W: All teachers and students need the skills that a journalist has. Every single student on the planet. That is how to collect information. How to figure out what is the most important in all that information that you collected. Then how to communicate that in a way that is going to be effective for whoever you want to talk to about it. Also, how to use it and publish it on the web. It is technical skills. All those skills are important for every student. Everybody in the world should have journalism skills and they should be incorporated in some class. Actually multiple years. I would suggest grade 10, 11 or 12. It could be in a Social studies class it or in a language class. I personally like having a journalism class but a lot of schools don't have the time in the day, or they don't want to revise the curriculum. I'm just saying, put it in one of the classes you already have.

Being in the system, I know how hard it is to adopt new things. It's not so hard to adopt a four-week unit, but it's really hard to change for a whole new class. Just put it in somewhere. You decide where, but those skills are really important.

O: How to empower students to use technologies in the classroom and at home in a meaningful way?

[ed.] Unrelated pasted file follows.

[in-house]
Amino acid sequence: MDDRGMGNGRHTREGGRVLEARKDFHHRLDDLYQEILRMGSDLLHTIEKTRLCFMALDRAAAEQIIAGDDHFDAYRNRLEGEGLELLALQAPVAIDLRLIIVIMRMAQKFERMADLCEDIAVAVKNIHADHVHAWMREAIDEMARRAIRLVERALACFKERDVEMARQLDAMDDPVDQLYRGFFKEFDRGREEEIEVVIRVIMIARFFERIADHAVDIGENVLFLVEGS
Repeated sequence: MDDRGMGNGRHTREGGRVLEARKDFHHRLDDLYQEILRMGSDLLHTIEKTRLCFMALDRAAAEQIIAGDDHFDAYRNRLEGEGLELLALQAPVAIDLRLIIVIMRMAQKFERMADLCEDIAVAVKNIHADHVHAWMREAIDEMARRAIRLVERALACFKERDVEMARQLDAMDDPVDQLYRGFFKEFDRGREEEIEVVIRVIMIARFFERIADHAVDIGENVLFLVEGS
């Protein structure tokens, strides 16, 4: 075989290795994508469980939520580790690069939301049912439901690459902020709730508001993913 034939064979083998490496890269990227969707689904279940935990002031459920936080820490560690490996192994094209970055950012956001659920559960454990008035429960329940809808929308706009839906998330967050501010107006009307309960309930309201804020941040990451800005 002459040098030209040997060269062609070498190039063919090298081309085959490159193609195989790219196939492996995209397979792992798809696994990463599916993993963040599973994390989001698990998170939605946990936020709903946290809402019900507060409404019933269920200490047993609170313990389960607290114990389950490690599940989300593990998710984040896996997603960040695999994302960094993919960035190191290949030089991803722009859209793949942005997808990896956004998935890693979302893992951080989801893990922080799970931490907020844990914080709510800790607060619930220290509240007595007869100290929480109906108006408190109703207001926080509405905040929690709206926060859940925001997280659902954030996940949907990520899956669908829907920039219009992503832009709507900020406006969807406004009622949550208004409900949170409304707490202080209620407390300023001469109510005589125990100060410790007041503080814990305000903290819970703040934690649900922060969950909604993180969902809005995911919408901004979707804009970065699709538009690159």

W: It would be best if students could be taught in class what websites are reliable information? What different kinds of websites they can use for learning different things? Like Khan Academy has a lot of good information. Coursera has good information. Udacity has good information. You need to tell kids in class. Give them the names. Why don't you get started looking at these websites? And then take it, do it at home too. Then come to class and let's talk about which sites you found that you thought were the most useful and what did you find.

I learn stuff from kids all the time. In the things that they find. We all learn from each other, but they have to first experiment with it at home, then at school, and then share that information. There is a website in the United States called Common Sense Media, which ranks a lot of websites for parents. It helps parents pick websites that are geared toward kids, so their child is not going on a website that is inappropriate.